Doctor of Leadership in Global Perspectives: Crafting Ministry in an Interconnected World

E Pluribus Unum?

Written by: on January 12, 2017

With stellar creativity and evidence of extensive research David Brooks brings us significant understanding of human beings as creatures of society in his book, The Social Animal: The Hidden Sources of Love, Character, and Achievement. Through the medium of story-telling, interlaced with citings from many scholastic books, he demonstrates that even though we may think and function as individuals we can never escape the reality that we process life as trained by cultural mind-sets. “If the outer mind highlights the power of the individual, the inner mind highlights the power of relationships and the invisible bonds between people.” [Brooks ix] This statement is wrapped in the Postscript when he says, “The research described in this book attests to a simple point: Our experience of ourselves is misleading.” [1]

A few highlights from the book:

First, Brooks makes his case regarding humans being social creatures as he tells the story of “Erica,” a four-culture young woman of Mexican and Chinese heritage, who grew up in the dangerous streets of America, being influenced in her thinking by individualistic American schools. One can see the inner conflict as this composite youth navigates life-choices, while hearing at least four cultural voices in her head. It is impossible for her to make her choices in isolation.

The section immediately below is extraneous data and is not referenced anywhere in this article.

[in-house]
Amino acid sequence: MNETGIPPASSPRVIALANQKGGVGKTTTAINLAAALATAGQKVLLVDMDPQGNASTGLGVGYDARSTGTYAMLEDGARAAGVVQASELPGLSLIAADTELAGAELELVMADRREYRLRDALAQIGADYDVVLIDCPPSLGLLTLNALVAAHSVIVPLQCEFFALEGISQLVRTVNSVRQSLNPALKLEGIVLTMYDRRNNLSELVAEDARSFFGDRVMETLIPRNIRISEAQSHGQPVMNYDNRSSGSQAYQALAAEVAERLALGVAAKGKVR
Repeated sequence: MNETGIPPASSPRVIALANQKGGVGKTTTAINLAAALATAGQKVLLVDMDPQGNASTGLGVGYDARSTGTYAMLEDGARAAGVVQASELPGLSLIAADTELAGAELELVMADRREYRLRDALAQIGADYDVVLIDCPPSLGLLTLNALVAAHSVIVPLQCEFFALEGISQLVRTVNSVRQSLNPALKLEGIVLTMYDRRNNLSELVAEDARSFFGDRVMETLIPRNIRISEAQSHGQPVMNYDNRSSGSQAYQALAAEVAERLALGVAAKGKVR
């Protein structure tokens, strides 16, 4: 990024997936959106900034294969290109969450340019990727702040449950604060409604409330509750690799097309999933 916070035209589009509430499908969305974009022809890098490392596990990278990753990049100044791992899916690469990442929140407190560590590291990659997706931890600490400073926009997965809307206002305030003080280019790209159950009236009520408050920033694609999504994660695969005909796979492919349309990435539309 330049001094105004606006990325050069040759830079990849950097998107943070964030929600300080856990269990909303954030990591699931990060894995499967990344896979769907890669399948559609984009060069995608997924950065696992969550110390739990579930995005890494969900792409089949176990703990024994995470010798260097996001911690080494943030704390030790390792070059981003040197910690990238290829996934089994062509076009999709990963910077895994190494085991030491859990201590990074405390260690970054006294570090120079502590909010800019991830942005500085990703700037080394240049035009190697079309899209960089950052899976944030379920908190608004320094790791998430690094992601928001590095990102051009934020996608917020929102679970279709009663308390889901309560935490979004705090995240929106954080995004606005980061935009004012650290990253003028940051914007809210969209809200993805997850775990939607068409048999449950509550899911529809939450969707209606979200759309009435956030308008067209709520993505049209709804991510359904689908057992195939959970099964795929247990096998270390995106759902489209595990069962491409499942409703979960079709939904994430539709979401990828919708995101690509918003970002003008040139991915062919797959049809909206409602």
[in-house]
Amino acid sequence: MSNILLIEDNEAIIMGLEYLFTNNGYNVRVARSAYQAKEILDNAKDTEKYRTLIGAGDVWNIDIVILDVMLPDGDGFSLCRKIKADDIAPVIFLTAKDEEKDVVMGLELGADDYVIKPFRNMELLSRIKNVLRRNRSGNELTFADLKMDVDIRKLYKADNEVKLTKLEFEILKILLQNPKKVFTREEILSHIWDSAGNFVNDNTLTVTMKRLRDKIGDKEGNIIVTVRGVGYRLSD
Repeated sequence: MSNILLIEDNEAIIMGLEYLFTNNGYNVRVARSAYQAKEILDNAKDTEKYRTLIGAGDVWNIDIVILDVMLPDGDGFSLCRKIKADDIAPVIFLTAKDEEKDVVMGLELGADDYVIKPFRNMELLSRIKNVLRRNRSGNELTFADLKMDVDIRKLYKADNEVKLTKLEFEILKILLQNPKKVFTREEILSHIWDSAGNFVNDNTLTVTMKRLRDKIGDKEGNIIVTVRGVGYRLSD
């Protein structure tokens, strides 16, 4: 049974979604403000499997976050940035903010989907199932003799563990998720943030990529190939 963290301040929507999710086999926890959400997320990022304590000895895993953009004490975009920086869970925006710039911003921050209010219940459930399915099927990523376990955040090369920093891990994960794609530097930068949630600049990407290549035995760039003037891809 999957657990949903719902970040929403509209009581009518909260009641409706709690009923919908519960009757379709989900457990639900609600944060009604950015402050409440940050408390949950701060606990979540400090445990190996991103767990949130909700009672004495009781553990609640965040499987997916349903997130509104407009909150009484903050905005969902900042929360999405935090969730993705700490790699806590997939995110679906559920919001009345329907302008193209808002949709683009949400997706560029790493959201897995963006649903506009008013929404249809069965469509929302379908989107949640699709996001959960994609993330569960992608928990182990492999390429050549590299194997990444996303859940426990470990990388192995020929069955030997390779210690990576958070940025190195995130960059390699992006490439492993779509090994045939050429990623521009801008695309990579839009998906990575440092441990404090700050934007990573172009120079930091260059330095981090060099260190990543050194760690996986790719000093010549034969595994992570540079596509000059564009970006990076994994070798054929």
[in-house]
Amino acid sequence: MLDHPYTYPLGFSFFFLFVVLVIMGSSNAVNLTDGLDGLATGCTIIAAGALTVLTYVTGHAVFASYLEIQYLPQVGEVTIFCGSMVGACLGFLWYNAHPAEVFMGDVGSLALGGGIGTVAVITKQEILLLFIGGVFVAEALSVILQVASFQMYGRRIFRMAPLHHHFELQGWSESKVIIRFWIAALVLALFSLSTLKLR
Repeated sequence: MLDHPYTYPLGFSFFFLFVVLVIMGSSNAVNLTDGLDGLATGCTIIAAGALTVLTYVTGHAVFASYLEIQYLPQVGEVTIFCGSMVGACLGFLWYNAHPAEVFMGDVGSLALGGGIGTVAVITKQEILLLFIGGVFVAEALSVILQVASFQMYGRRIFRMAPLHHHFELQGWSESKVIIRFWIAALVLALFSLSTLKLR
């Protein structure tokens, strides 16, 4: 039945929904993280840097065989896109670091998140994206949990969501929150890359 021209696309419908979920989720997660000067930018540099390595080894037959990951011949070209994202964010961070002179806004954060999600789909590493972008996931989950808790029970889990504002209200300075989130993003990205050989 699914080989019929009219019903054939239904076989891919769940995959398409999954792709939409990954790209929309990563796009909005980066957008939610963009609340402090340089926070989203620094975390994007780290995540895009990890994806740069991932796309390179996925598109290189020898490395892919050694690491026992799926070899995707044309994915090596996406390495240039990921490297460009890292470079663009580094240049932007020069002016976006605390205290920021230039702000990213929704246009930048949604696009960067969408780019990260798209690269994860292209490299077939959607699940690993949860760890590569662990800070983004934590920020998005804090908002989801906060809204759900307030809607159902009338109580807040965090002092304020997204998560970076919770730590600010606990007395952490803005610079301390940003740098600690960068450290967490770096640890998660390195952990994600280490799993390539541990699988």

He states “We become fully ourselves only through the ever-richening interplay of our networks. We seek, more than anything else, to establish deeper and more complete connections.” [2] In America today bigger houses, on-line shopping, mail-in voter ballots; all contribute to decreased connections and increased isolation. If Brooks is right the trends in our culture work contrary to our design as social creatures.

Second, portions of The Social Animal parallel the writing of Manfred Kets de Vries and Edwin Friedman. They spoke of how much the life and decisions of executives can be affected by emotional health and differentiation. [3] In a similar way Brooks discusses the large percentage of our decision making process that is affected by our emotions placing value. He says, “…emotions measure the value of something, and help unconsciously guide us as we navigate through life – away from things that are likely to lead to pain and toward things that are likely to lead to fulfillment.” [4]

He illustrates this point highlighting the life of a man named Elliot, who suffered damage to the frontal lobes of his brain because of a tumor and lost his ability to feel emotion. [5] Following this time Elliot became “incapable of assigning value to different options,” and became virtually incapable of making choices. [6] Brooks states that this background operation of emotional valuations means we cannot assign primary credit to our rational thinking in our decision making processes.